[9] The Supreme Court in California v. ARC America rejected a preemption challenge to Illinois Brick repealer provisions, and affirmed the right of the states to provide indirect purchasers with economic redress for their antitrust injuries. 490 U.S. 93 (1989).

[10] 290 F. Supp. 3d 772, 816 (N.D. Ill. 2017).

[11] Id. at 815.

[12] Id. at 815 (quoting Lorix v. Crompton Corp., 736 N.W.2d 619, 628 (Minn. 2007)).

[13] Id. at 816 n.17.

[14] No. 16-md-2687 (JLL), 2017 WL 3131977, at *19-20 (D.N.J. July 20, 2017).

[15] Id. at *19-20.

[16] 64 F. Supp. 3d 665, 698 (E.D. Pa. 2014) (citing Lorix, 736 N.W.2d at 629).

[17] Id.

[18] In Batteries, the court articulated a narrow view of when AGC should be applied, reasoning, in part, that "even where some states' courts have specifically invoked AGC, they have perceived in their respective legislatures' passage of Illinois Brick repealer statutes an intent to extend antitrust standing to indirect purchasers and, accordingly, modified, or indicated they would modify, their application of AGC principles to accommodate indirect-purchaser suits more readily." 2014 WL 4955377, at *9; see also Los Gatos Mercantile, 2015 WL 4755335, at *18 (noting that the Batteries court took "a narrower approach" than requiring "clear direction from the state's legislature or highest court" when it held that AGC could be applied "only when it can be determined that the state's legislature or highest court would apply AGC in the same manner as it is applied by the federal courts").

[19] In re Dynamic Random Access Memory (DRAM) Antitrust Litig., 516 F. Supp. 2d 1072 (N.D. Cal. 2007) and DRAM II, 536 F. Supp. 2d 1129 (N.D. Cal. 2008).

[20] See, e.g., In re Optical Disk Drive Antitrust Litig., No. 3:10-md-2143 RS, 2011 WL 3894376, at *12 (N.D. Cal. Aug. 3, 2011).

[21] Batteries, 2014 WL 4955377, at *10-11 (stating after detailed analysis that "the Court cannot conclude on the authorities now before it that California applies AGC in the manner urged by defendants"). See also Sidibe v. Sutter Health, No. C 12-04854 LB, 2013 WL 2422752, at *16 (N.D. Cal. June 3, 2013) (noting that courts in N.D. Cal. have reached different results, but that "[t]he court's view is that the cases that do not require [application of the AGC] factors are persuasive.").

[22] See Broiler Chickens, 290 F. Supp. 3d at 816 n.15 (holding that AGC's requirements are not applicable to California antitrust law because its Supreme Court has recognized that "California's antitrust statute is 'broader in range and deeper in reach that then [sic] Sherman Act'") (quoting In re Cipro Cases I & II, 61 Cal. 4th 116 (2015); In re Keurig Green Mountain Single-Serve Coffee Antitrust Litig. ("Keurig"), 383 F. Supp. 3d 187, 258 (S.D.N.Y. 2019) ("Although Vinci favorably cites AGC, subsequent cases from the Supreme Court of California cast doubt on the applicability of the AGC factors under California law. ... I cannot conclude, therefore, that the Supreme Court of California would apply the AGC factors in accordance with federal precedents, if at all, to determine indirect purchaser antitrust standing under the Cartwright Act."); Pool Prod. Distribution Mkt., 946 F. Supp. 2d at 564 ("These authorities cannot overcome the California Supreme Court's decision in Clayworth to allow suit by indirect purchasers under the Cartwright Act and the UCL without applying the AGC factors."); but see In re Dairy Farmers of America, Inc. Cheese Antitrust Litig. ("Dairy Farmers"), No. 9 CV 3690, 2015 WL 3988488, at *8 (N.D. Ill. June 29, 2015).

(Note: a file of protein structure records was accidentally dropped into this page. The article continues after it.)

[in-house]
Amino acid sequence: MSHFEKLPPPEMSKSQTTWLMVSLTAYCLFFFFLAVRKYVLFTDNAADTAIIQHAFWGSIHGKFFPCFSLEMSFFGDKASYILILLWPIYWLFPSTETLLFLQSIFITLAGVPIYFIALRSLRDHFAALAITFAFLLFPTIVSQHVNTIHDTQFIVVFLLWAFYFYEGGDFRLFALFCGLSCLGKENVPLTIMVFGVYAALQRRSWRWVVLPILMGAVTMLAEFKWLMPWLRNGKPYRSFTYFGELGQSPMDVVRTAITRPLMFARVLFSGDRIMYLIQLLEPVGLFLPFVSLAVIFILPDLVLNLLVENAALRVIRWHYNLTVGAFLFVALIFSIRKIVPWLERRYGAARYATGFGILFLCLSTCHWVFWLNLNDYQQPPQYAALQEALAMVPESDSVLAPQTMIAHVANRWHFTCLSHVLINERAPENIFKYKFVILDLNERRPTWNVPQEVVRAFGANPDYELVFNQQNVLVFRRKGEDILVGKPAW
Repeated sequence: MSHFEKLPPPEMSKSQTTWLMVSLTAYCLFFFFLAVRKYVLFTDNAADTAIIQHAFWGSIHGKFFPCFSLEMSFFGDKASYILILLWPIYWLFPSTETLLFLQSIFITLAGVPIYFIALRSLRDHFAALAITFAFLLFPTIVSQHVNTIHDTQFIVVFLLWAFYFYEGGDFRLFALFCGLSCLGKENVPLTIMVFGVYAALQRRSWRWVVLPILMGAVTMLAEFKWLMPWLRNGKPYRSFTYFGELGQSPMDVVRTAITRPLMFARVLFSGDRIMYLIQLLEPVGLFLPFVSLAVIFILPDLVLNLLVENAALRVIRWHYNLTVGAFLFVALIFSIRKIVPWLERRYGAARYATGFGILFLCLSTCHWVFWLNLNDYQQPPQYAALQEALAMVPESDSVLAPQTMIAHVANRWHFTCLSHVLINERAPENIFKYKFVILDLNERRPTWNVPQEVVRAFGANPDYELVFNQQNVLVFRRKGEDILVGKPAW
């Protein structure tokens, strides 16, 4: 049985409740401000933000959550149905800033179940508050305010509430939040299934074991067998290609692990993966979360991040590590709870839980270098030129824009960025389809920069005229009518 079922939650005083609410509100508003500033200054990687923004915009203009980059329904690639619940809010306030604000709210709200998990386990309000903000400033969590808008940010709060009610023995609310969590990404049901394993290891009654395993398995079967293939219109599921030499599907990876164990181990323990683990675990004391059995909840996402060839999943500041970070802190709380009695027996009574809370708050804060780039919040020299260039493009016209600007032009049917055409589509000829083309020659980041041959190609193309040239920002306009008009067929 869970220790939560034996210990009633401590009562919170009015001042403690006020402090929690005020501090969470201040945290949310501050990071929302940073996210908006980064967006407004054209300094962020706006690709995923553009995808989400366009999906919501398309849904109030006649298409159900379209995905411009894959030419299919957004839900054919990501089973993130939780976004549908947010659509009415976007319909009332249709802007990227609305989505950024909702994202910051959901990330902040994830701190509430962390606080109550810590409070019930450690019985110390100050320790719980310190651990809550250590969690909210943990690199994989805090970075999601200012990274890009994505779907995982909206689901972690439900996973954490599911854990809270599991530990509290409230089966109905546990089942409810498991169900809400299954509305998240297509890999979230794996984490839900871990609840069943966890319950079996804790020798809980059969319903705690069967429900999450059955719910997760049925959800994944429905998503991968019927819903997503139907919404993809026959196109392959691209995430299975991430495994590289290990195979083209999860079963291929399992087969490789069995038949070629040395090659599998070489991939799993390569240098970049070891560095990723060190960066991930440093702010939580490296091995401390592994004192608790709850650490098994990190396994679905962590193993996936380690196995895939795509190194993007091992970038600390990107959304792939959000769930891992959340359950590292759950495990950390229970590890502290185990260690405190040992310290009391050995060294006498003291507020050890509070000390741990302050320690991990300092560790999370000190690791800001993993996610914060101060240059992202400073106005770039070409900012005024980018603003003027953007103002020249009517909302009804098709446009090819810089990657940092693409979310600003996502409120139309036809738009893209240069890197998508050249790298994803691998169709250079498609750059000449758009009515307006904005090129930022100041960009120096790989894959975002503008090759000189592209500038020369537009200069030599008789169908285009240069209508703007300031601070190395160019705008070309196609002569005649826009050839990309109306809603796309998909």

[23] 106 F. Supp. 3d 1051, 1072 (N.D. Cal. 2015) ("Clayworth is not at all a definitive decision that AGC applies to California antitrust claims").

[24] Id. at 1073 (quoting Samsung Electronics Co. v. Panasonic Corp., 747 F.3d 1199, 1205 (9th Cir. 2014)).

[25] In re Domestic Drywall Antitrust Litig., MDL No. 13-2437, 2019 WL 4918675, at *6 (E.D. Pa. Oct. 3, 2019).

[26] County of San Mateo v. CSL Limited, et al. ("Cty. of San Mateo"), No. 10-cv-05686-JSC, 2014 WL 4100602, at *5-6 (N.D. Cal. Aug. 20, 2014).

[27] The court first reasoned that "[t]he California Legislature, unlike the United States Supreme Court, does not believe that a plaintiff's attempt to estimate overcharges incurred through a multi-tiered distribution chain is unacceptably speculative and complex; rather, the California Legislature has expressly allowed such claims." Id. at *5. The court then explained that because "umbrella damages ... are calculated the same way as indirect purchaser non-umbrella damages," they "cannot be categorically barred under the Cartwright Act for failing to meet Illinois Brick's benchmark for speculation and complexity." Id. The court then held that, even assuming AGC applies, "for the same reasons it is possible for Plaintiff to produce non-speculative evidence that Defendants' conduct caused a price umbrella, the Court concludes that the speculative nature of the alleged harm does not warrant a finding that Plaintiff lacks standing." Id. at *6.